Fig 1 field work in the Dry Valleys

Fieldwork in the Dry Valleys. Photo: Charles Lee

Establishing sentinel sites for terrestrial Antarctic biology

21 June 2024

During the 2023-2024 Antarctic summer, our terrestrial biology research team had their first field season, where the team conducted baseline characterisation and surveys of new biological sentinel sites. Over time, these sites will provide a consistent and continuous coupled climate-biodiversity monitoring framework for land-based ecosystems.

The Ross Sea region is increasingly subject to the effects of climate change. Change may fundamentally impact its unique ecosystems by altering the physical environment in ways that can affect species distribution, abundance, and productivity. To understand these vulnerabilities, we are characterising the habitats and the biological systems, as well as the connectivity between them.

During the summer field season, a framework for future high-precision (cm-scale accuracy and reproducibility) vegetation surveys was established, which will enable robust attributions of change in Antarctic terrestrial ecosystems to climatic changes driven by anthropogenic CO2. Changes in the physiology, composition, and spatial extent of these cold-adapted and slow-growing vegetation are excellent sentinels for environmental change.

Learn more in this Radio NZ interview: Charlie Lee: Measuring Antarctic ice melt | RNZ

The researchers are also using Antarctic vegetation as a proxy for meltwater presence (because vegetation reflects moisture availability). Often, variations in meltwater flow and quantity is too subtle and ephemeral to be detected using instrumentation. This is important since glacial melt (which affects soil moisture) is a critical link between climate change and the terrestrial ecosystem response.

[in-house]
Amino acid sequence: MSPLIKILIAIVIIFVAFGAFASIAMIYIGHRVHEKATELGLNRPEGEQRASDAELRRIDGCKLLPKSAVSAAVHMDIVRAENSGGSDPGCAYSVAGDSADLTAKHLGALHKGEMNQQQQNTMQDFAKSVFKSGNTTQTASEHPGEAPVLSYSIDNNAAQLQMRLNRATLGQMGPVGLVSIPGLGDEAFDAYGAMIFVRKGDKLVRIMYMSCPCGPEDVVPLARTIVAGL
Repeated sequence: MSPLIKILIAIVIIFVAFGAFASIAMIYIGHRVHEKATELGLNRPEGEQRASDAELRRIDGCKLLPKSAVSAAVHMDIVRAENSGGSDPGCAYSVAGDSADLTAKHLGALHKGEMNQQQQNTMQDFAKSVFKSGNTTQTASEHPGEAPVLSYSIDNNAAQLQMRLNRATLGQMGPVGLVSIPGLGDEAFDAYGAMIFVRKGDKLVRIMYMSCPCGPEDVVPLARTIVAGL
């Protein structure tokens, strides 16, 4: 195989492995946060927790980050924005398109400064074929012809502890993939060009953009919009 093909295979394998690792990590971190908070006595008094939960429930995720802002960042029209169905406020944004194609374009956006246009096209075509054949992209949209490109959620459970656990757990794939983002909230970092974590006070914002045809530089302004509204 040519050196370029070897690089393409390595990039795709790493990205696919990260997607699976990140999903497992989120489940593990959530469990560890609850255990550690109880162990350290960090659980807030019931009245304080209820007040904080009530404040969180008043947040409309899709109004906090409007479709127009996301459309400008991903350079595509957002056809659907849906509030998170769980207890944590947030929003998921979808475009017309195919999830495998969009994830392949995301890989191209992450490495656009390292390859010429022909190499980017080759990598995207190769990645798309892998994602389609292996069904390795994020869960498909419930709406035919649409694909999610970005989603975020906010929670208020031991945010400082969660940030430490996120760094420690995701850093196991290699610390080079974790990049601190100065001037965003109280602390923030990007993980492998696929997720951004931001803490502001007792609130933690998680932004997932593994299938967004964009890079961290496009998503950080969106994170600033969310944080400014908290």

Fig 2 mosses

Actively growing mosses. Photo: Gabrielle Koerich

Fig 3 cyanobacterial mats

Dried cyanobacterial mats on a dry stream bed. Photo: Charles Lee

Using drones or remotely piloted aircraft systems (RPAS) equipped with multispectral and hyperspectral sensors, the team carried out high-resolution surveys of Antarctic vegetation at sites that are projected to exhibit significant changes in surface hydrology under climate warming scenarios (Trough Lake and Canada Glacier).

Recent developments in RPAS survey techniques and technologies mean we can collect baseline data at levels of resolution and precision not previously available. New collaborations around satellite remote sensing have also created novel approaches to validate our biogeographical database and ecological model.

Key achievements from the field season included:

  • the first-ever comprehensive multispectral survey of the basin in Pyramid Trough, which captured nearly all the vegetation in the flood plain upstream of the drainage into Pyramid Lake
  • a hyperspectral survey of the newly identified sentinel site for terrestrial vegetation in Pyramid Trough
  • ground-truthing spectral surveys of terrestrial vegetation that will help calibrate the detection of vegetation in Sentinel-2 satellite imagery
  • established a geodetic point (marked with a stainless-steel plaque) that will enable rapid and highly reproducible drone surveys in the future
  • a high-resolution multispectral survey of the upper reach of Canada Stream, which captured most of the visible vegetation

Assoc. Prof Charles Lee (University of Waikato) led the field team, joined by Charlotte Walshaw (University of Edinburgh), Eva Nielsen and Gabrielle Koerich (University of Canterbury).

Fig 4 drone use

Using a drone equipped with multispectral and hyperspectral sensors to carry out high-resolution surveys of Antarctic vegetation. Photos: Gabrielle Koerich, right; Eva Nielsen, left